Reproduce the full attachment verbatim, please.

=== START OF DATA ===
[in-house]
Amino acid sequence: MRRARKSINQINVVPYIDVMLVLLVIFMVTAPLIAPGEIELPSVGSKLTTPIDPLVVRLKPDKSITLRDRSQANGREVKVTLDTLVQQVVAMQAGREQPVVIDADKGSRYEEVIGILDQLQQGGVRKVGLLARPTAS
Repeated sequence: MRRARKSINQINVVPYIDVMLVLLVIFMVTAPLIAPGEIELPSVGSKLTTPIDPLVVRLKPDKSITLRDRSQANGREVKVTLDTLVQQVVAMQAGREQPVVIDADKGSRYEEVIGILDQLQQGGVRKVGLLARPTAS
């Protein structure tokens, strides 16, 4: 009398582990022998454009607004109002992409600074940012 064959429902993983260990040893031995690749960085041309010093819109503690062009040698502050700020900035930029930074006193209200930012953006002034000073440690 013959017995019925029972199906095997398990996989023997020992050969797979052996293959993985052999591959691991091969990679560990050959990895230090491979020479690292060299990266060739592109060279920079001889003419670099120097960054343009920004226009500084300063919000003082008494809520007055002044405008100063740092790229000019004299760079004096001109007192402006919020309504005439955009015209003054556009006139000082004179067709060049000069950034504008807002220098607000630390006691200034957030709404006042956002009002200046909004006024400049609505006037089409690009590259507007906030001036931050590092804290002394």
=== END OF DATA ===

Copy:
[in-house]
Amino acid sequence: MRRARKSINQINVVPYIDVMLVLLVIFMVTAPLIAPGEIELPSVGSKLTTPIDPLVVRLKPDKSITLRDRSQANGREVKVTLDTLVQQVVAMQAGREQPVVIDADKGSRYEEVIGILDQLQQGGVRKVGLLARPTAS
Repeated sequence: MRRARKSINQINVVPYIDVMLVLLVIFMVTAPLIAPGEIELPSVGSKLTTPIDPLVVRLKPDKSITLRDRSQANGREVKVTLDTLVQQVVAMQAGREQPVVIDADKGSRYEEVIGILDQLQQGGVRKVGLLARPTAS
């Protein structure tokens, strides 16, 4: 009398582990022998454009607004109002992409600074940012 064959429902993983260990040893031995690749960085041309010093819109503690062009040698502050700020900035930029930074006193209200930012953006002034000073440690 013959017995019925029972199906095997398990996989023997020992050969797979052996293959993985052999591959691991091969990679560990050959990895230090491979020479690292060299990266060739592109060279920079001889003419670099120097960054343009920004226009500084300063919000003082008494809520007055002044405008100063740092790229000019004299760079004096001109007192402006919020309504005439955009015209003054556009006139000082004179067709060049000069950034504008807002220098607000630390006691200034957030709404006042956002009002200046909004006024400049609505006037089409690009590259507007906030001036931050590092804290002394």